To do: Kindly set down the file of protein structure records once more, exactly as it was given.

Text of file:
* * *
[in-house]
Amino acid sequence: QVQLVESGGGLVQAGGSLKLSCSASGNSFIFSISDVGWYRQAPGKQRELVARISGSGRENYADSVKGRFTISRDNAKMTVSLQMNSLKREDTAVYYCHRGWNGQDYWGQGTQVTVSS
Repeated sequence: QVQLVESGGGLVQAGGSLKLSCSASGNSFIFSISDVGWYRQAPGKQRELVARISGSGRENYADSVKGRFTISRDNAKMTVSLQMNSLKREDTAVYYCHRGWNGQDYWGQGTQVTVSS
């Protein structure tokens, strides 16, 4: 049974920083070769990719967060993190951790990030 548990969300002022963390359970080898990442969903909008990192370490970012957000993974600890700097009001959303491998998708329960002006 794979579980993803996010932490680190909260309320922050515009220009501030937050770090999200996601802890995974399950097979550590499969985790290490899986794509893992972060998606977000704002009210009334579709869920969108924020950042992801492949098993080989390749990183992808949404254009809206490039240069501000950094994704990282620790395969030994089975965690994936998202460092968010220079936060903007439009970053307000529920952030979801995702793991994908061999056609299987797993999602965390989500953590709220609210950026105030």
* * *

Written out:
[in-house]
Amino acid sequence: QVQLVESGGGLVQAGGSLKLSCSASGNSFIFSISDVGWYRQAPGKQRELVARISGSGRENYADSVKGRFTISRDNAKMTVSLQMNSLKREDTAVYYCHRGWNGQDYWGQGTQVTVSS
Repeated sequence: QVQLVESGGGLVQAGGSLKLSCSASGNSFIFSISDVGWYRQAPGKQRELVARISGSGRENYADSVKGRFTISRDNAKMTVSLQMNSLKREDTAVYYCHRGWNGQDYWGQGTQVTVSS
């Protein structure tokens, strides 16, 4: 049974920083070769990719967060993190951790990030 548990969300002022963390359970080898990442969903909008990192370490970012957000993974600890700097009001959303491998998708329960002006 794979579980993803996010932490680190909260309320922050515009220009501030937050770090999200996601802890995974399950097979550590499969985790290490899986794509893992972060998606977000704002009210009334579709869920969108924020950042992801492949098993080989390749990183992808949404254009809206490039240069501000950094994704990282620790395969030994089975965690994936998202460092968010220079936060903007439009970053307000529920952030979801995702793991994908061999056609299987797993999602965390989500953590709220609210950026105030």